That's still in them middle of the GPT partition listing, though. Except we can avoid that as well. GPT lets you specify where the partition listing starts and doesn't require it to be immediately after the header. So we can offset the partition listing to, say, byte 8192 and leave a hole for the Apple partition map.
And, shockingly, this works. Setting up a CD this way gives a boot icon on old Macs. On new Macs, it gives three - one for legacy boot, one for EFI boot via FAT and one for EFI boot via HFS. Less than ideal, but eh. The one remaining problem is that this doesn't work for USB sticks (the firmware sees the GPT and ignores the APM), so we also need to add a GPT entry for the HFS+ partition. Job done.
So, it is possible to produce install media that will work if burned to CD or written to a USB stick. It's even possible to produce a version that will work on Macs, as long as you're willing to put up with three partition tables and an x86 boot sector that doubles as an APM header. And patches to isohybrid to do all of this will be turning up as soon as I tidy the code to the point where it works without having to hack in offsets by hand.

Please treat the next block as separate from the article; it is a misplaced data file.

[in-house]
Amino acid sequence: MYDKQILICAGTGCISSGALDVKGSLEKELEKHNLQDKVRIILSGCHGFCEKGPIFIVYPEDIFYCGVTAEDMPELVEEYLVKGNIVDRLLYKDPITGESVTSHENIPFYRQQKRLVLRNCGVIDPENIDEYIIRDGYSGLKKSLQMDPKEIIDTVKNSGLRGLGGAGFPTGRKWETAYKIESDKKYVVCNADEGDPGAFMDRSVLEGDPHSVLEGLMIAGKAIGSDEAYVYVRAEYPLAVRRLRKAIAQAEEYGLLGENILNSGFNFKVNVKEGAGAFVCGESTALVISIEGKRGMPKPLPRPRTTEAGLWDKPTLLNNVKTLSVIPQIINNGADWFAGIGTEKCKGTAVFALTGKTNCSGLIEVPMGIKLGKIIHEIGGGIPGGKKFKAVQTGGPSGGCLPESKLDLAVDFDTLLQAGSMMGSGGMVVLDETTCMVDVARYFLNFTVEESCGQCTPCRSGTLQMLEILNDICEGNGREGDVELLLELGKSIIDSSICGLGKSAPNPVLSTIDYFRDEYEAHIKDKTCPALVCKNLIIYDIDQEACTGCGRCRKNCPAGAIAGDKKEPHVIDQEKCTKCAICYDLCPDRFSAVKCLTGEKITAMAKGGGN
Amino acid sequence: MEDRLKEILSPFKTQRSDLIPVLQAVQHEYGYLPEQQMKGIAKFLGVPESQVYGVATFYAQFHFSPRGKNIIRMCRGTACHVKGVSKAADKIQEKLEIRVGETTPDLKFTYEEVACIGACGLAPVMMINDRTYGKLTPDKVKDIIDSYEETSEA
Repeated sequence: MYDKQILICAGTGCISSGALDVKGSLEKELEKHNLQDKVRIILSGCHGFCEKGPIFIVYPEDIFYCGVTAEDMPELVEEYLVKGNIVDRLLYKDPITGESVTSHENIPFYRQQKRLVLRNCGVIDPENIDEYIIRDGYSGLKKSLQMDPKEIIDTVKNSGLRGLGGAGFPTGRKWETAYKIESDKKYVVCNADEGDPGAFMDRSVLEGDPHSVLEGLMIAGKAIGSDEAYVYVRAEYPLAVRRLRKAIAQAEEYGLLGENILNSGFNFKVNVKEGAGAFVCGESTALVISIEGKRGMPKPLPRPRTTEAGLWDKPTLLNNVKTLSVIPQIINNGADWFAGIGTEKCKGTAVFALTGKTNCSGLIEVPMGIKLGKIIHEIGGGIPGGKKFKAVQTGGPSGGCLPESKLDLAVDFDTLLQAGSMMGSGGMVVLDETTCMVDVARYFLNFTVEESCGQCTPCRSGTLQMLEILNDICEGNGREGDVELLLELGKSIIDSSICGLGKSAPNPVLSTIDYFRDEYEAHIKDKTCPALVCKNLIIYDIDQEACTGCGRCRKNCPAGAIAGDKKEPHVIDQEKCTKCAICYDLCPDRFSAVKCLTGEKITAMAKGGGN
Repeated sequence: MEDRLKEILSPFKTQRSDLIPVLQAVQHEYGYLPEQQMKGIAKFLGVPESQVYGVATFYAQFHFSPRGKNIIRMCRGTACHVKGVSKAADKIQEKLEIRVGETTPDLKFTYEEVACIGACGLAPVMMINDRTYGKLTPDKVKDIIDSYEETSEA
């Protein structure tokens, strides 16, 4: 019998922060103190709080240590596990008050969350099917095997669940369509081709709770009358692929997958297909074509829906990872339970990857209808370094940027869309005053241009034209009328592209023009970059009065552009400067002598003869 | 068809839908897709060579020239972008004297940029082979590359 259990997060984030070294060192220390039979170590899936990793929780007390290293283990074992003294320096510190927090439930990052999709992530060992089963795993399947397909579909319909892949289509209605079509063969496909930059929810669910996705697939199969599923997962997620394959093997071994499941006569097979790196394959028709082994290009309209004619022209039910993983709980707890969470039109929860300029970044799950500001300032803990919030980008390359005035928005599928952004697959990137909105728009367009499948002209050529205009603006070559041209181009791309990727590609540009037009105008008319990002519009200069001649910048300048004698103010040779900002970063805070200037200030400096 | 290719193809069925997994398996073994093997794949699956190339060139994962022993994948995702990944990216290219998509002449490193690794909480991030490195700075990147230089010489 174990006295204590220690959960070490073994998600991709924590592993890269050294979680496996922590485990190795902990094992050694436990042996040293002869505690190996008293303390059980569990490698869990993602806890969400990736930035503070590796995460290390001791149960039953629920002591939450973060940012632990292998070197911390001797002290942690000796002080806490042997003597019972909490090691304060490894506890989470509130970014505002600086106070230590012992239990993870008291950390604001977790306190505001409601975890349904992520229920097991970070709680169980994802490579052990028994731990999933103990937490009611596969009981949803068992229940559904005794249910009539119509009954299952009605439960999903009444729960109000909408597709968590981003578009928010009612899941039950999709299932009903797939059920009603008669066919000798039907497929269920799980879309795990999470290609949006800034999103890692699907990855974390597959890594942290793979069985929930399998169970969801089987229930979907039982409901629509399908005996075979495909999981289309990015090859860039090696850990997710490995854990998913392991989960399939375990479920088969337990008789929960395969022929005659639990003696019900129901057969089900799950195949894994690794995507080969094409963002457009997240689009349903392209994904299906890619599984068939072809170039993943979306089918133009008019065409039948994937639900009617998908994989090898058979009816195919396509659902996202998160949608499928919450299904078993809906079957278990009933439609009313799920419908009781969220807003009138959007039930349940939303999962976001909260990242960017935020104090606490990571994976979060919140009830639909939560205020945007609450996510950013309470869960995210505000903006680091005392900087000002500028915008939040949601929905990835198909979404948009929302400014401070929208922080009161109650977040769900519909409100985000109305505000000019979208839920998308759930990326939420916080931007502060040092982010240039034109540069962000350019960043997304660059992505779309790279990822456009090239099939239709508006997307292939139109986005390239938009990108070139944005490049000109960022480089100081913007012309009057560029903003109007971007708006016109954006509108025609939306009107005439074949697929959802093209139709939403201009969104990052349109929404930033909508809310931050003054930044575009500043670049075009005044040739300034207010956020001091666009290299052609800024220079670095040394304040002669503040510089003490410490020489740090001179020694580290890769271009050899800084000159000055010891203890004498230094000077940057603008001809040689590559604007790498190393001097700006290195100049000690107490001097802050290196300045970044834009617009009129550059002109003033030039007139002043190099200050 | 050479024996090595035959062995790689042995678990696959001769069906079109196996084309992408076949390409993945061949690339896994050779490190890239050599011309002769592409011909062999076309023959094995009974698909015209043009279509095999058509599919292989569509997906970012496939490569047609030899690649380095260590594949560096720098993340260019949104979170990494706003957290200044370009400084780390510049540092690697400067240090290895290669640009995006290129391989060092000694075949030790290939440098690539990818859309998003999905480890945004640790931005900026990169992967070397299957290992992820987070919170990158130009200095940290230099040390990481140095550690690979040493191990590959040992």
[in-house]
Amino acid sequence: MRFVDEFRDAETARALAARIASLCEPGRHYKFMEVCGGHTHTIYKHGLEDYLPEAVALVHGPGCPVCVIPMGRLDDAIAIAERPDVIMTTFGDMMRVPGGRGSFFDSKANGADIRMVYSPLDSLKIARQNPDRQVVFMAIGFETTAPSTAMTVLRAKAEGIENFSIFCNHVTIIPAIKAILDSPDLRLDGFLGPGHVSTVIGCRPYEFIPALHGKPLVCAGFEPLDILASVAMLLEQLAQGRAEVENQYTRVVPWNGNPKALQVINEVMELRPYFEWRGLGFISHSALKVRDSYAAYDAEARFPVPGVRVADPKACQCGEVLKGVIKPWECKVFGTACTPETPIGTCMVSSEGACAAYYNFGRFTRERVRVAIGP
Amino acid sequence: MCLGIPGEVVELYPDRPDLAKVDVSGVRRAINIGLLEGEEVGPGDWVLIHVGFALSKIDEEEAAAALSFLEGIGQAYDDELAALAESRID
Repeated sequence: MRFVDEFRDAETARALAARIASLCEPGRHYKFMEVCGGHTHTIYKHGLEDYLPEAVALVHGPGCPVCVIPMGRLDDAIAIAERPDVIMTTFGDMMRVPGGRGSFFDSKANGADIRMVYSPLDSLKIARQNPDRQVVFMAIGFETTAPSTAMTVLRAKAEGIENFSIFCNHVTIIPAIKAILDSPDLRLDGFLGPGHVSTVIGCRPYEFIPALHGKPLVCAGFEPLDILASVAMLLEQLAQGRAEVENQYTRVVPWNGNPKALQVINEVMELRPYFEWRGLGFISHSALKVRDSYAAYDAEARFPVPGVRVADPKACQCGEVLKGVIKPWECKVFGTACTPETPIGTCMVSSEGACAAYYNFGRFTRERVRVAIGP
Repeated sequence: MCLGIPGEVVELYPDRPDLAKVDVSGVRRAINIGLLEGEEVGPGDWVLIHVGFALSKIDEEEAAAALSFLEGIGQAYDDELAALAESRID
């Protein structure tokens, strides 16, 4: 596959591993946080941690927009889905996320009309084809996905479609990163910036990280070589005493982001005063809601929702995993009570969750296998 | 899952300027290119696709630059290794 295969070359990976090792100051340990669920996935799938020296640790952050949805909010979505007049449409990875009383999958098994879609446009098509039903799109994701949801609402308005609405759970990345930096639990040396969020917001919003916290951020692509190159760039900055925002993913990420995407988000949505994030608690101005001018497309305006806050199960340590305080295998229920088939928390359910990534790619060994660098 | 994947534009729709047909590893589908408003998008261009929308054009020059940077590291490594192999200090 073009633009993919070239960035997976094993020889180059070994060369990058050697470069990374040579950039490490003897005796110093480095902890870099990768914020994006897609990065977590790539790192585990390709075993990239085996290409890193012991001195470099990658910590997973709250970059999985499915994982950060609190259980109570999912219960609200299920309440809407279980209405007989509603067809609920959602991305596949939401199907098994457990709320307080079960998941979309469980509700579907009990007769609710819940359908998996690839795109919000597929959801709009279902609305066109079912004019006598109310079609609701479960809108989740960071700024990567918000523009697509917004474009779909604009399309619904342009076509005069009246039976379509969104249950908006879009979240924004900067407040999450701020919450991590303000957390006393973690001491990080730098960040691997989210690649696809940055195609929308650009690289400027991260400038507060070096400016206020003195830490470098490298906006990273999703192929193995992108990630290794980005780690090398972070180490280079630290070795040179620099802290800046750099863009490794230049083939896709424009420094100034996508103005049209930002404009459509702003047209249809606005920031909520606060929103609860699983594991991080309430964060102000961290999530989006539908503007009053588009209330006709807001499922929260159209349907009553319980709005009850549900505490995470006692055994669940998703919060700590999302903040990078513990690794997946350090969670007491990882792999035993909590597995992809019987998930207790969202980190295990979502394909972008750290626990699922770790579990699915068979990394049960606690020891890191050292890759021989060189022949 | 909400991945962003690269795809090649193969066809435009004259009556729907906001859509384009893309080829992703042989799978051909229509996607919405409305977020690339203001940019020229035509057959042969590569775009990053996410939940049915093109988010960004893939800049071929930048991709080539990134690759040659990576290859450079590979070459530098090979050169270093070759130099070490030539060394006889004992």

Insert some other adverb here if you feel like it
 Why yes, 15 years later BIOSes still tend to assume 512 bytes. Which is why your 4K sector disk is much harder to work with than you'd like it to be.
 Ever noticed how the modern world involves a great deal of suffering, misery and death? EFI fits into that world perfectly.
 Obviously if you want your media to be bootable via both BIOS and EFI you need to produce a CD with two El Torito images. BIOS systems should ignore the image that says it's for EFI, and EFI systems should ignore the BIOS one. Some especially creative BIOS authors have decided that users shouldn't have their choices limited in such a way, and so pop up a screen that says:
1. 2. Select CD-ROM boot type:
and wait for the user to press a key. The lack of labels after the numbers is not a typographical error on my part.
 Older (pre-2009, and some 2009 models) Apple hardware has this bug if a dual-El Torito CD is booted via the BIOS compatibility layer. This is especially unfortunate because said machines often fail to provide a working keyboard emulation at this stage, resulting in you being stuck forever at an impressively unhelpful screen. This isn't a Linux bug, since it's happening before we've run any of our code at all. It's not even limited to Linux. 64-bit install media for Vista SP1, Windows 7 and Server 2008 all have similar El Torito layout and all trigger the same bug on Apple hardware. Apple's aware of this, and has resolved the issue by declaring that these machines don't support 64 bit Windows.
 Even further investigation reveals that Apple will show you as many icons as there are El Torito images, which is a rare example of Apple giving the user the freedom to brutally butcher their extremities if they so desire
 "Windows" is Apple code for "Booting via BIOS compatibility". The Apple boot menu will call any filesystem with a BIOS boot sector Windows.